Wednesday, April 24, 2013

The State of Music Writing

I just ran across this article with the very promising title: "The State of Music Writing, Musicians Writing". Now admittedly, on reading it again, I started to have misgivings, but heck, just talking about the state of music writing is a positive development, right? Here's the opening:
Back in 2008, I was on a panel on IFC's website with some distinguished names in the field of online music writing: Pitchfork founder Ryan Schreiber, Bill Crandall (then at Spinner), and Maura Johnston (then with Idolator). We discussed how the rise of blogging would affect music writing. I was enthusiastic about it -- when media gets democratized, taken out of the hands of all-powerful conglomerates and given to the people, good things can happen. I wrote a book called “Our Band Could Be Your Life,” which is about when that started to happen in music in the '80s: Thanks to new technology and the DIY ethos of punk rock, all kinds of media became more readily available to ordinary people, and they started fanzines, record labels, recording studios, and bands. In other words, they Did It Themselves, and we got to hear a lot of great music that might not otherwise have been heard.
OK, so I don't know what IFC stands for, either part of the World Bank or a cable channel? Also, I haven't heard of any of these "distinguished names", nor the places they seem to be associated with. But reading further, I realize that this is a part of the pop music world I just have not intersected with. Fair enough. Later on he writes:
So I helped found the Talkhouse, a website that features smart, notable musicians from all genres and generations writing about currently released music. Writers don't write like critics -- instead, they show us how a musician hears music. It's organic, relatively free from marketing initiatives, because the writers choose what they want to write about. And, like most music fans today, musicians have broad, often surprising tastes: you don't have to like They Might Be Giants to be amused by Parquet Courts' bassist Sean Yeaton's delirious take on that band; plenty of people will be curious to hear what Laurie Anderson has to say about the latest Animal Collective album; what on earth does Andrew W.K. have to say about the new album from Robert Pollard of Guided by Voices? And Zac Pennington of the art-rock band Parenthetical Girls has an enthusiastic and trenchant take on... Taylor Swift?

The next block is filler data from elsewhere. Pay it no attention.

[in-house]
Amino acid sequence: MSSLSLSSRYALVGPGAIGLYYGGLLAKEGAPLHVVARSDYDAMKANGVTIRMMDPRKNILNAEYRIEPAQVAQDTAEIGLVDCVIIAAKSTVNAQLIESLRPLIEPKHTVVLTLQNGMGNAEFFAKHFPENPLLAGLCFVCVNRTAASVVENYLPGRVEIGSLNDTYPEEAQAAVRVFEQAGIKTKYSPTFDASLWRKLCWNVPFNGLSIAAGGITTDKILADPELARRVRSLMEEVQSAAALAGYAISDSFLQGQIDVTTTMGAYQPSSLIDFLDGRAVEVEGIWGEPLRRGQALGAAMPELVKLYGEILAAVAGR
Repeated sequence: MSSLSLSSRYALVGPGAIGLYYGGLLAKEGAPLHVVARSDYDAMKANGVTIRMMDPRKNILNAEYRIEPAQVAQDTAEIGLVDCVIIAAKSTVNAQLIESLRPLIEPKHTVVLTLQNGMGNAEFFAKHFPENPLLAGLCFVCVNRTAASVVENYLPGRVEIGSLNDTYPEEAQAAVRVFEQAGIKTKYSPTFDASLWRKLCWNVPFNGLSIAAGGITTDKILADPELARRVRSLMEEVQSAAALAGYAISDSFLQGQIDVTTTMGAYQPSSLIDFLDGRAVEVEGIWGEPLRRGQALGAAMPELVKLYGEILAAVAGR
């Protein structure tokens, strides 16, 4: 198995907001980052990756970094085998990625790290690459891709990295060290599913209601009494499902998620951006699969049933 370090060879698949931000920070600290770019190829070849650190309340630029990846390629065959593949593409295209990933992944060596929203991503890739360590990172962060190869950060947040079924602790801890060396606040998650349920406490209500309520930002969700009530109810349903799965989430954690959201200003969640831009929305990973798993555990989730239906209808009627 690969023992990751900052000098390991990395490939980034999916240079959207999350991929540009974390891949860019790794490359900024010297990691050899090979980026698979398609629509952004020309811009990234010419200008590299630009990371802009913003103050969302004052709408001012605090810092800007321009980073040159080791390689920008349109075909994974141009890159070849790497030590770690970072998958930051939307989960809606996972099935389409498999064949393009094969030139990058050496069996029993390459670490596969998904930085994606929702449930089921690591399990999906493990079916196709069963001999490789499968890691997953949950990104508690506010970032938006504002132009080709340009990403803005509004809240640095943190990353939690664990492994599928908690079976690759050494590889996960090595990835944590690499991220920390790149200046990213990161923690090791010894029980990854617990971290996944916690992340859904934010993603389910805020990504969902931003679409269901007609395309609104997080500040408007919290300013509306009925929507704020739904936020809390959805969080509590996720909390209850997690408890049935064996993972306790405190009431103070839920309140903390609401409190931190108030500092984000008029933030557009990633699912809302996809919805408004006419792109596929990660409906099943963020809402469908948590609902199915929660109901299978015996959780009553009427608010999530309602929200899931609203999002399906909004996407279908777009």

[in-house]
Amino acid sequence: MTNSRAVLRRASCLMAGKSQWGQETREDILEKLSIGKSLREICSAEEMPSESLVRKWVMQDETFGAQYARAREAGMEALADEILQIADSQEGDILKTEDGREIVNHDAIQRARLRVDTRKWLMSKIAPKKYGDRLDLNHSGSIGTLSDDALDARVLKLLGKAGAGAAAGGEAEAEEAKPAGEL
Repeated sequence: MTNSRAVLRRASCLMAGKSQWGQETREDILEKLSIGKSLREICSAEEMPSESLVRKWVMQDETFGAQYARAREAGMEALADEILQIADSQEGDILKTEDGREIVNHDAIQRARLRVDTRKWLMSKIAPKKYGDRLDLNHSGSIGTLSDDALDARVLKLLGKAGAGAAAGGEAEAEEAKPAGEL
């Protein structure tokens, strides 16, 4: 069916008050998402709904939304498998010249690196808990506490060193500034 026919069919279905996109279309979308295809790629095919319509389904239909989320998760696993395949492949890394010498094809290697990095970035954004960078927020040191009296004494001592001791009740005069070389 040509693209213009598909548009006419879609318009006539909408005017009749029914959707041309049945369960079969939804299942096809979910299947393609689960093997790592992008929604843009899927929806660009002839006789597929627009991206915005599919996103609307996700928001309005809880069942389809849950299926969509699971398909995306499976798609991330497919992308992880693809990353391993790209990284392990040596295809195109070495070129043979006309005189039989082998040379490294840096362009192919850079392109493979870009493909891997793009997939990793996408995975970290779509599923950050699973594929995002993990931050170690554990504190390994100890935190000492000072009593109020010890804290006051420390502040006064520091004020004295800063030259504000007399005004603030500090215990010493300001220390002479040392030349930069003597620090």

All genres except the ones I'm interested in, apparently. OK, fine, musicians talking about musicians. Mind you, it seems to me to be the perfect example of that Frank Zappa quote:
Most rock journalism is people who can't write, interviewing people who can't talk, for people who can't read.
All of this conversation, judging by this article, is going to be superficial, fannish, inarticulate meanderings. The state of music writing is as bad as ever.

Here is what I think: in order to write effectively about music you need to know lots of things about music history, theory and aesthetics. You need to bring something to the table. Performing artists are specialists in performance. They have no particular expertise in writing or thinking about music.

 Let's hear some music. Here is the first movement of Benjamin Britten's String Quartet No. 1:

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